Where the Partridge Drum

Awasos means Black Bear in the Abenaki language. Think of it as my call name.  I am Abenaki, Bear Clan, and it has taken over 50 years for me to get a small understanding of what that means. Although this blog is about the power of Nature and PTSd, I haven’t written much about that.  Why?  Because in order for me to acknowledge PTSd, I must also acknowledge that bad things have happened to me that caused it.  Being in the Natural world allows me to become a part of something greater than my own existence, greater than all the horrific things I’ve encountered thus far in my life.  Everyone’s trauma is unique to them even if we experienced the same trauma side by side, as individual human beings we would process those experiences unique to our own culture, temperaments, religions, environments and more.  Even how we were raised as kids impacts how we perceive.

My mother always told us kids that we needed to find something to believe in because someday that might make the biggest difference in our survival and how we will be able to help ourselves and in so doing help others.  It’s hard to imagine helping others when we are in the middle of our personal whirlwinds of memory and the moral questioning of our involvement in the destiny of others and ultimately ourselves.  My religion is the Natural world, the world of Nature. I learn from each creature about the many unique ways each creature responds to life around them. I don’t have to go to a book but observe the environment that I’m in: smells, sounds, the habits of the other creatures, and how they all get on with their lives.

Nature holds no expectations of me. Just “to be” like the family of Partridge (Grouse) up by the Sweat Lodge today.  The same family that sought refuge down by house, wood shed and back porch when the Hawks were out hunting after a week of rain.  Everyone was hungry when the first sun of the week eased the natural order back into living.  I sat up by the Lodge just being. Just allowing myself to be apart of it all. The birds came in close through the ring of white pine that has grown close to 20 foot over the last 12 years.  Hundreds of people have come and gone.  Some I miss dearly. Some I don’t.  That’s the truth.  The Natural world reminds of the cycle of seasons, and life itself. “It’s not a race” Gramma always said, “it’s a walk.”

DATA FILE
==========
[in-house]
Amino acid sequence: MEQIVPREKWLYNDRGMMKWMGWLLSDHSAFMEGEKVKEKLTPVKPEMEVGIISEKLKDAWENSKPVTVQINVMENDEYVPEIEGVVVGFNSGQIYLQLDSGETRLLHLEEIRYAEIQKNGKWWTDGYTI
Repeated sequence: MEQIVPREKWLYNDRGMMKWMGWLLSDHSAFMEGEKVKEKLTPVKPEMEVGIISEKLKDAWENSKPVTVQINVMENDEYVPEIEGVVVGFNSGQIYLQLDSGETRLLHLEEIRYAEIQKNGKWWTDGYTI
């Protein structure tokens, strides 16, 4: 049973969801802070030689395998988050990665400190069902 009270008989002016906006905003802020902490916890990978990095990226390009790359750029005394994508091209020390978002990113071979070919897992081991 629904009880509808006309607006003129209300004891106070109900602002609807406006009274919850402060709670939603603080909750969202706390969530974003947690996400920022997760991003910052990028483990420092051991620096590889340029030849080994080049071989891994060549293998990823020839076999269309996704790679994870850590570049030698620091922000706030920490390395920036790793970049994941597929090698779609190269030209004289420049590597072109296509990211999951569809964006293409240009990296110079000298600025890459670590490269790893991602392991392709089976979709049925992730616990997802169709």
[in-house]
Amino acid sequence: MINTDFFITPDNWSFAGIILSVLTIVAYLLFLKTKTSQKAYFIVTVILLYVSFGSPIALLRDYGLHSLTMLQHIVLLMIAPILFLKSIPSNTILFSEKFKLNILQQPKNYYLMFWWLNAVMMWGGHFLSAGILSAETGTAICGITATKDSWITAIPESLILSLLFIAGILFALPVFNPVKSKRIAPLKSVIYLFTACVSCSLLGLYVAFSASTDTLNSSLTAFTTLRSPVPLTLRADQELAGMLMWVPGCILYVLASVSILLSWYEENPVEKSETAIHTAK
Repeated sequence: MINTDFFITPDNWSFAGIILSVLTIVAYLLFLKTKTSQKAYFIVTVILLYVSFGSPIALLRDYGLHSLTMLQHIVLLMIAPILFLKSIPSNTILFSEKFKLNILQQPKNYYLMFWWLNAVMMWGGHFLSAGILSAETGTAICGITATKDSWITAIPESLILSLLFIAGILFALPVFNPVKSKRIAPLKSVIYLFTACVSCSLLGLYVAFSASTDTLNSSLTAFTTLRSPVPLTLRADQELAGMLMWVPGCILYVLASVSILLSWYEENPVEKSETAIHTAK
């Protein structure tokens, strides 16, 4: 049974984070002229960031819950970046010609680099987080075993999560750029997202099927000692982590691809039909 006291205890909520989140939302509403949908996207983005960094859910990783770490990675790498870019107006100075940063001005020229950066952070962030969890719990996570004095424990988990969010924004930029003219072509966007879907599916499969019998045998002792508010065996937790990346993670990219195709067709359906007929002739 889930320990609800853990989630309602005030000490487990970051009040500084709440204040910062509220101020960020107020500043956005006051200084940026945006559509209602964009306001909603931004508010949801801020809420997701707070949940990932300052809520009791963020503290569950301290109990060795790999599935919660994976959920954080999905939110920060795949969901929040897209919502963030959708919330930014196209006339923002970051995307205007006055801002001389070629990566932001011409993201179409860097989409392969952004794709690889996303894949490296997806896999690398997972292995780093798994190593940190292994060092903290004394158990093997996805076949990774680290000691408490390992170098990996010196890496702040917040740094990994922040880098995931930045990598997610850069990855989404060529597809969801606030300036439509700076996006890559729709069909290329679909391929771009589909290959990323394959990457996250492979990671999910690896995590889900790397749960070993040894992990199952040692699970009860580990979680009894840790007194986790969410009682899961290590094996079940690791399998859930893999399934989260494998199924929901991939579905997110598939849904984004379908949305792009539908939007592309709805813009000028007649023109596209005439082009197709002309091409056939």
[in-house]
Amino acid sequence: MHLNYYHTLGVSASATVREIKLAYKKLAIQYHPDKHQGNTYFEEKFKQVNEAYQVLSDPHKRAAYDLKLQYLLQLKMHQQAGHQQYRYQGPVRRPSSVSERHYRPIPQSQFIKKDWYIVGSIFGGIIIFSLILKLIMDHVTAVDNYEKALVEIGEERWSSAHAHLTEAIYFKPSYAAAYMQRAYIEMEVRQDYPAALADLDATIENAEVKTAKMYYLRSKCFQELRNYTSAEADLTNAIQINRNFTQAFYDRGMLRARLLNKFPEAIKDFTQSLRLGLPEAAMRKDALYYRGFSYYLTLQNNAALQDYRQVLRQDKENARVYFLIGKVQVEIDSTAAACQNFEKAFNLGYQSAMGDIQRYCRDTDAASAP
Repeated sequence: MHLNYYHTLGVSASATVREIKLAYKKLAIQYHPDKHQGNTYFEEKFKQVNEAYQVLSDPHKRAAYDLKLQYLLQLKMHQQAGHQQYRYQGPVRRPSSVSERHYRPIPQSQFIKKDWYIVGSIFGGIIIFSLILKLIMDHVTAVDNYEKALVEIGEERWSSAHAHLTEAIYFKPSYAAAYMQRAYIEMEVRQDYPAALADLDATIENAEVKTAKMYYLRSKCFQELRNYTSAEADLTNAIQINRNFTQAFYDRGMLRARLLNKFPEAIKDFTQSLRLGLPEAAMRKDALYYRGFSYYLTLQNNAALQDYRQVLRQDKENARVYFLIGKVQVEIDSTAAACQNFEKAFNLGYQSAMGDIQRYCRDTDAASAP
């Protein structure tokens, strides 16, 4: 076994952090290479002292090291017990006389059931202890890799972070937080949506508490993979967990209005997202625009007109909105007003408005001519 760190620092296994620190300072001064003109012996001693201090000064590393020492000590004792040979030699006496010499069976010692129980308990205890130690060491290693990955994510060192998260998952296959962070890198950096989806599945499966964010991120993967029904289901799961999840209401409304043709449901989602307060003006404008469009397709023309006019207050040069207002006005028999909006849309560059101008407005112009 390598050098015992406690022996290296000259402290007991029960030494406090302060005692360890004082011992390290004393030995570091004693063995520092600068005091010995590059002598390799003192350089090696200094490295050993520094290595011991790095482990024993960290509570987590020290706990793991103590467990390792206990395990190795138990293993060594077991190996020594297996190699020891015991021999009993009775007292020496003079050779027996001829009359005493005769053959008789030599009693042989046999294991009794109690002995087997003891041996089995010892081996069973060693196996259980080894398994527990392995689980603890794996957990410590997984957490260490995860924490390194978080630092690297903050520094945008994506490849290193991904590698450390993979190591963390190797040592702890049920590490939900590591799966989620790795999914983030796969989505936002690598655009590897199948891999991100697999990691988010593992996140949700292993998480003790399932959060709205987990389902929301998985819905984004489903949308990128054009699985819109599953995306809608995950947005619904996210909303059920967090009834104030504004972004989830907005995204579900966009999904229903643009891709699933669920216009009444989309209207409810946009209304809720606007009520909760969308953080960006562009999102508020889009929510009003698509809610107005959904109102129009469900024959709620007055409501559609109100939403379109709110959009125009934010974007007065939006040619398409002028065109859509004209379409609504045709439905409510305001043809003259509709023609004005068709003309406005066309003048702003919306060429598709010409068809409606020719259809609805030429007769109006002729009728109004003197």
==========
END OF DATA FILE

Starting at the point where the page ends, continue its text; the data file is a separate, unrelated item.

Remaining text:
I had gone up to the Lodge to do some weed whacking –  my incessant need to keep moving, keep in control, keep vigilant, keep doing because that is what I have lived believing that is what – who – I am and there was a time when that strategy was what needed to happen.  Somehow, that changed me.  I sat by the Lodge in the pines and remembered sitting in the woods as a kid.  The innocence is no longer but the memory is there.  The emotion is there to remind me that I have survived for a reason.  Only in hind sight am I allowed to really understand most of the reasons.  Like right now.  I am alive for you to read this.  Yes YOU.  The world needs YOU.

Today I made the choice to not take the homes of creatures that can not defend themselves.  There will always be a mission.  I must adapt.  The Natural world allows me to do just that in my own time.  This is not a “clinical” blog.  I am a human being and I’m o.k. with that.  The world needs YOU and I to be ourselves as the Creator has made us, needs us and intended us to be.  The Natural world allows me to sense everything at the same time but in a good way, a way that restores life and peace, albeit minuscule increments at a time on some days, but it’s there.  Not all people understand this relationship, this side of who I have become, who i have always been. No all people understand Nature. The Bear takes its time ambling and chooses what warrants a response and what does not.  The Bear knows the inherent wisdom of laying to rest in torpor and gives us permission to participate in that wisdom of seasonal preparation.  Ursa Major has begun to dip toward the horizon, the Great Bear preparing to bed down for winter, to heal, to rise again renewed, hungry, and alive.

Peace Out,

Awasos

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